"Inventer à gauche," a group of têtes pensantes of the PS, consider what direction the left ought to take after DSK. Their main points are:
1. It's a new world, in which the US + Europe are no longer the be all and end all.
2. Something really ought to be done about "financial capitalism."
3. High spending and high deficits are not ipso facto "progressive."
4. The EU is in trouble.
5. The French don't like inequality.
6. "Social ecology" is the new paradigm.
7. Both the Sarkozyste right and the extreme right have targeted immigration. The left should recognize the necessity and inevitability of "legal immigration."
8. The state is an essential instrument for constructing "a better society."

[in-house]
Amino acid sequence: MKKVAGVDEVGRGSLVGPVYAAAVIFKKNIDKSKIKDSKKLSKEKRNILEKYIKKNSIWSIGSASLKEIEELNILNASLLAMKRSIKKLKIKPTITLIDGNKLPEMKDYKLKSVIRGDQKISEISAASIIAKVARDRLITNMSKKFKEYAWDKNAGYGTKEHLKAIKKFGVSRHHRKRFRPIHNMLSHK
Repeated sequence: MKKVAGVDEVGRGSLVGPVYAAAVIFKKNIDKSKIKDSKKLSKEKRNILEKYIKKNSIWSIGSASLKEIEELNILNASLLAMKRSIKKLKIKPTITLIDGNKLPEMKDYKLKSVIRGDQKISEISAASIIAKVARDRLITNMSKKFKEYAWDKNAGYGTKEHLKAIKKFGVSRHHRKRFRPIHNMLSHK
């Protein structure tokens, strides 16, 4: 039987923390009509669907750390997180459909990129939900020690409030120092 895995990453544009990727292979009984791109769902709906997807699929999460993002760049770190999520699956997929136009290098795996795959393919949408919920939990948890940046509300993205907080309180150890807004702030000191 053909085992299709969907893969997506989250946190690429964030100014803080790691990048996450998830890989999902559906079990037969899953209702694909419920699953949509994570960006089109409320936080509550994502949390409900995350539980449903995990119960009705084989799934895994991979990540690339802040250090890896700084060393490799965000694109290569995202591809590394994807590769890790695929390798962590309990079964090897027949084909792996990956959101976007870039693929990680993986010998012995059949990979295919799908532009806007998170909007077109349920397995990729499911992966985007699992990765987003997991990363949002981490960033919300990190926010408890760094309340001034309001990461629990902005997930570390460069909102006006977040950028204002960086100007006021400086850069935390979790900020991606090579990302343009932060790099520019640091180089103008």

It would perhaps be too much and too hasty to dismiss this as a list of "pious wishes," but I frankly don't see much content here. There is nothing surprising about the list of problems and no actual policy proposals to combat them. As a statement of principles, the manifesto has a certain hollowness. Take the mention of "financial capitalism." This has become a sort of mantra: by attacking "financial capitalism," we signal that we are realists who do not reject "markets" ("We believe in a market economy but not a market society," said Jospin) but we do reject anything bad that markets happen to enable. Ditto for "social ecology." Absent any specification of what costs a social ecological agenda might entail, we are left guessing what this actually means. Since I posted earlier today about nuclear power, has anyone on the left who has hailed the German decision to exit from the nuclear begun to ask how this decision might affect Germany's earlier and equally splashy decision to reduce carbon emissions by a date certain? Clearly the effect will be enormous. But the same formulae continue to be intoned. In the end, they amount to saying, "We want what is good, we reject what is bad." Vaste programme, as de Gaulle would have said.